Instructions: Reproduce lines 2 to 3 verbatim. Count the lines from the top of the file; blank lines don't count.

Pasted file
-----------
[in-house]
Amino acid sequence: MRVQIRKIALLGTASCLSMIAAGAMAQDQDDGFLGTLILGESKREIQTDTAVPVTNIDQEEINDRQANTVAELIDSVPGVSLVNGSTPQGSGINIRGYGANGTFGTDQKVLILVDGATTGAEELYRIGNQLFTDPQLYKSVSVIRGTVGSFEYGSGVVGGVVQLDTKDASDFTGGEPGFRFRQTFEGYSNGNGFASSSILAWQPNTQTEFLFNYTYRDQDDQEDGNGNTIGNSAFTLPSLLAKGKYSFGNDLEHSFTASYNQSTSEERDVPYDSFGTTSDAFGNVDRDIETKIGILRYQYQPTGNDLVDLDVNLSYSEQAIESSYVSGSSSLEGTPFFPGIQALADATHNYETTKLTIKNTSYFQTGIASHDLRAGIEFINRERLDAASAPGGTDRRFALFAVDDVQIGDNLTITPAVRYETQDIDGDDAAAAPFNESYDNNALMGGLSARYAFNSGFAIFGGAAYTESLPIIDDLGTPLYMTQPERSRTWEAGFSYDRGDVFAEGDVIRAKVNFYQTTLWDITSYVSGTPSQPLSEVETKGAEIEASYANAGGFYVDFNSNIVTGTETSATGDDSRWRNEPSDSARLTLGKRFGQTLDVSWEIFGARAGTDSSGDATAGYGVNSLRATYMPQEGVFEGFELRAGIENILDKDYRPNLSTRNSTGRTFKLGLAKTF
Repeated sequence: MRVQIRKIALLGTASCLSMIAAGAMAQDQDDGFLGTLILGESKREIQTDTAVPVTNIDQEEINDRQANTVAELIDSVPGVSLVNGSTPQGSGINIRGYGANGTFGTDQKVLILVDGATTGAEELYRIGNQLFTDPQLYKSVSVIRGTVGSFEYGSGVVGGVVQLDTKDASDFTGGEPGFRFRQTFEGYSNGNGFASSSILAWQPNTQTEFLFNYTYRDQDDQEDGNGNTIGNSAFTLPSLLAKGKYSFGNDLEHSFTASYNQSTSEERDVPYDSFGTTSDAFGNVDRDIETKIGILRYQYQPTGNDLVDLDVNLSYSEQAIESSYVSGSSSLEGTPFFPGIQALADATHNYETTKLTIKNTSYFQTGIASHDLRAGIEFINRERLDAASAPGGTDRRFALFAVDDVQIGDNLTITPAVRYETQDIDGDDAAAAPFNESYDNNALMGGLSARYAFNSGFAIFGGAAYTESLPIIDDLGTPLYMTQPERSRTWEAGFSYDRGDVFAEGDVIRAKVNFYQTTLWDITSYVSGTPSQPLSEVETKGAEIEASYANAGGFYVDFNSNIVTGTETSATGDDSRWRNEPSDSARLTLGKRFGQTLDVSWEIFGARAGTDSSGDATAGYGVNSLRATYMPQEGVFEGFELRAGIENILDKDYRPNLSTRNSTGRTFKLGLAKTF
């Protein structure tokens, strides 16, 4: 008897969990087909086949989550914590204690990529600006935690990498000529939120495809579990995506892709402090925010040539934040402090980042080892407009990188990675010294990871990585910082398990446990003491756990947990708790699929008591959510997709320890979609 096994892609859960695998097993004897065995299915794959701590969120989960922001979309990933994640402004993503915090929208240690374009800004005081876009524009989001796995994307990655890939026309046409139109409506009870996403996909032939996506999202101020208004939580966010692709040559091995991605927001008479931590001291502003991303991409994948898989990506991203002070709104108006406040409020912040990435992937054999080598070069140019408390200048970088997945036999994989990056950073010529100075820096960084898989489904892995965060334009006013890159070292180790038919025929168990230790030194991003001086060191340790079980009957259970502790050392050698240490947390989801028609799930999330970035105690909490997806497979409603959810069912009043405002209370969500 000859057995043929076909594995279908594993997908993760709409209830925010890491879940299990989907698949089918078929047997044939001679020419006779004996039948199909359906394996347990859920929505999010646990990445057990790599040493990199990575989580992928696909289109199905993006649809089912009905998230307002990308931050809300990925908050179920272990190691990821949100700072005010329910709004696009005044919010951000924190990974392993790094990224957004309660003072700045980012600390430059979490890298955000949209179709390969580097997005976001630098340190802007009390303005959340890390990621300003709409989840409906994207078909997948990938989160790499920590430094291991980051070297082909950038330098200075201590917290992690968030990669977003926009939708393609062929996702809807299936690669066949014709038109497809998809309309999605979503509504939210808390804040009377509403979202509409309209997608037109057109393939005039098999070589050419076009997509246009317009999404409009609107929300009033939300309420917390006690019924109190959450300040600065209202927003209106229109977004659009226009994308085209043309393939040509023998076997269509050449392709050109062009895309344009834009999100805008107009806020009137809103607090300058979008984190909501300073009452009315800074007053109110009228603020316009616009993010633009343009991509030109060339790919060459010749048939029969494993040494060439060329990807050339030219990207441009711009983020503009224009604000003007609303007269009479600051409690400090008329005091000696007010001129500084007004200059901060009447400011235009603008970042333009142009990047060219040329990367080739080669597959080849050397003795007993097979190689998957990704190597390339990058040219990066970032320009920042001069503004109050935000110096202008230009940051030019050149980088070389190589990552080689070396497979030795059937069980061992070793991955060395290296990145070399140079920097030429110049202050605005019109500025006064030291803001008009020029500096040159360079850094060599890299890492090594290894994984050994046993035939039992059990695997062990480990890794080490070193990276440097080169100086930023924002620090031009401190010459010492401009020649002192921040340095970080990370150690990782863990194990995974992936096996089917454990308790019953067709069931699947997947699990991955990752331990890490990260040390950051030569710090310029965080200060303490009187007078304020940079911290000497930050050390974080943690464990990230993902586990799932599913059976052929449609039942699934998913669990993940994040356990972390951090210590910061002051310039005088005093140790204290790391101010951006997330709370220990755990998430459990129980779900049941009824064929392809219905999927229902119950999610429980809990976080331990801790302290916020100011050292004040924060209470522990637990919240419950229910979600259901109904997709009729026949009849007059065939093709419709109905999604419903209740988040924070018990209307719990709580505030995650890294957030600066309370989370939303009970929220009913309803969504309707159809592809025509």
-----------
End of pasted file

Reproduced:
Amino acid sequence: MRVQIRKIALLGTASCLSMIAAGAMAQDQDDGFLGTLILGESKREIQTDTAVPVTNIDQEEINDRQANTVAELIDSVPGVSLVNGSTPQGSGINIRGYGANGTFGTDQKVLILVDGATTGAEELYRIGNQLFTDPQLYKSVSVIRGTVGSFEYGSGVVGGVVQLDTKDASDFTGGEPGFRFRQTFEGYSNGNGFASSSILAWQPNTQTEFLFNYTYRDQDDQEDGNGNTIGNSAFTLPSLLAKGKYSFGNDLEHSFTASYNQSTSEERDVPYDSFGTTSDAFGNVDRDIETKIGILRYQYQPTGNDLVDLDVNLSYSEQAIESSYVSGSSSLEGTPFFPGIQALADATHNYETTKLTIKNTSYFQTGIASHDLRAGIEFINRERLDAASAPGGTDRRFALFAVDDVQIGDNLTITPAVRYETQDIDGDDAAAAPFNESYDNNALMGGLSARYAFNSGFAIFGGAAYTESLPIIDDLGTPLYMTQPERSRTWEAGFSYDRGDVFAEGDVIRAKVNFYQTTLWDITSYVSGTPSQPLSEVETKGAEIEASYANAGGFYVDFNSNIVTGTETSATGDDSRWRNEPSDSARLTLGKRFGQTLDVSWEIFGARAGTDSSGDATAGYGVNSLRATYMPQEGVFEGFELRAGIENILDKDYRPNLSTRNSTGRTFKLGLAKTF
Repeated sequence: MRVQIRKIALLGTASCLSMIAAGAMAQDQDDGFLGTLILGESKREIQTDTAVPVTNIDQEEINDRQANTVAELIDSVPGVSLVNGSTPQGSGINIRGYGANGTFGTDQKVLILVDGATTGAEELYRIGNQLFTDPQLYKSVSVIRGTVGSFEYGSGVVGGVVQLDTKDASDFTGGEPGFRFRQTFEGYSNGNGFASSSILAWQPNTQTEFLFNYTYRDQDDQEDGNGNTIGNSAFTLPSLLAKGKYSFGNDLEHSFTASYNQSTSEERDVPYDSFGTTSDAFGNVDRDIETKIGILRYQYQPTGNDLVDLDVNLSYSEQAIESSYVSGSSSLEGTPFFPGIQALADATHNYETTKLTIKNTSYFQTGIASHDLRAGIEFINRERLDAASAPGGTDRRFALFAVDDVQIGDNLTITPAVRYETQDIDGDDAAAAPFNESYDNNALMGGLSARYAFNSGFAIFGGAAYTESLPIIDDLGTPLYMTQPERSRTWEAGFSYDRGDVFAEGDVIRAKVNFYQTTLWDITSYVSGTPSQPLSEVETKGAEIEASYANAGGFYVDFNSNIVTGTETSATGDDSRWRNEPSDSARLTLGKRFGQTLDVSWEIFGARAGTDSSGDATAGYGVNSLRATYMPQEGVFEGFELRAGIENILDKDYRPNLSTRNSTGRTFKLGLAKTF